The Tony Awards were a Big Deal in Washington this year: We already had one in the bag, thanks to the Shakespeare Theatre’s regional theater award win, and we had a chance at several more, with the multiple nominations for the Kennedy Center’s “Follies” and “Clybourne Park” — which, although nominated for its production at the Walter Kerr Theatre on Broadway, got an early start at the Woolly Mammoth Theatre in D.C. Critic Peter Marks noted, “This, too, is the rare year in which “Washington” and “theater” could be uttered in combination several times during a nationwide broadcast.”
So much for that. Follies only took home one trophy, for costume design. Clybourne Park’s Washington connection was one step removed, and thus not important enough to merit mention in most coverage (except for Playbill!), even though Bruce Norris’s Best Play acceptance speech thanked Woolly (which got a huge shout from a few people in the audience — presumably from the Shakespeare Theatre group in attendance). Outside of Washington, the Shakespeare Theatre’s achievement got only a cursory mention in wrap-ups of the show, with many other outlets neglecting to mention it, or Washington, at all.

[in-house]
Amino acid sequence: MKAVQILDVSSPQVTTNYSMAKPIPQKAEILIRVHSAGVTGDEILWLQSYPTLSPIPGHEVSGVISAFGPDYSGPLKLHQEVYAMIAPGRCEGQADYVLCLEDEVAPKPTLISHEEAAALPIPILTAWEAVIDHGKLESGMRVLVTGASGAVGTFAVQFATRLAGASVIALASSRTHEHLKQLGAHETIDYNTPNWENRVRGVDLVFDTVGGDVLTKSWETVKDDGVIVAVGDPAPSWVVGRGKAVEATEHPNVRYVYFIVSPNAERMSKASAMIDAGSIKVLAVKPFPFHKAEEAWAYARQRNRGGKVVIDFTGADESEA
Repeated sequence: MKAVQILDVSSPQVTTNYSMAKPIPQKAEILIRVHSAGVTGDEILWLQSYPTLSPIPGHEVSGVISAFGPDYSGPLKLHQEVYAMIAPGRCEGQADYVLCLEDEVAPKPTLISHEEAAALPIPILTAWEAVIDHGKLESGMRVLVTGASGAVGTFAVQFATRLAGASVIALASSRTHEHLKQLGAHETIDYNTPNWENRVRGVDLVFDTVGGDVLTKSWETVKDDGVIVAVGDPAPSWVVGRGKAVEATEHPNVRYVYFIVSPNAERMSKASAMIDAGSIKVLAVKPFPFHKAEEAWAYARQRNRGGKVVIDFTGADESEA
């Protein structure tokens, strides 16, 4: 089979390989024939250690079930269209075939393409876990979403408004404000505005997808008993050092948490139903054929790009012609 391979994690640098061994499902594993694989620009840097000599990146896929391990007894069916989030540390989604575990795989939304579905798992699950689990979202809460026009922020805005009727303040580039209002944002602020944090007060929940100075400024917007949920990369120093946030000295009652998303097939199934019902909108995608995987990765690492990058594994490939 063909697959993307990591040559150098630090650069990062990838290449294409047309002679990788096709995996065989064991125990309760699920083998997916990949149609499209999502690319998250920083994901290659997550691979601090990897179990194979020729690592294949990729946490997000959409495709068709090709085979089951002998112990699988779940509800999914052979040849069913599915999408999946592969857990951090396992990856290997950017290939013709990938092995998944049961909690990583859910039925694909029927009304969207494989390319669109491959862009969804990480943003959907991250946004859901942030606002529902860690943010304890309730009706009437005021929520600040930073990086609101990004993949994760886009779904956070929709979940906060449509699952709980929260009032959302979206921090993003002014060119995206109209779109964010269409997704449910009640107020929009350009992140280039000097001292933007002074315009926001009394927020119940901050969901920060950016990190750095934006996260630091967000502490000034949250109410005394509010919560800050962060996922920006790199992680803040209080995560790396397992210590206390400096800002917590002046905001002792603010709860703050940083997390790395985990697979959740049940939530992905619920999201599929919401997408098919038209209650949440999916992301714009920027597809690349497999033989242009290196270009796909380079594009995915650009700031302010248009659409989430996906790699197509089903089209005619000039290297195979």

Of course, Washington theatrical accomplishments will be most interesting and pertinent to people here, where, naturally, it’s the first thing we mentioned in our coverage of the show. But as robust and brilliant as Washington theater can be, we’re still just one of the planets orbiting around the center of the theatrical universe, Broadway. Did we get our hopes up too high? Shouldn’t we be used to this by now?
In our special “State of Washington Theater” issue in January, Marks wrote that “the city’s ambitions as a theater town of bona fide national distinction remain somewhat under-realized.” With these Tony connections, nominations and awards, we’re getting there. It just might take a while for everyone else to notice.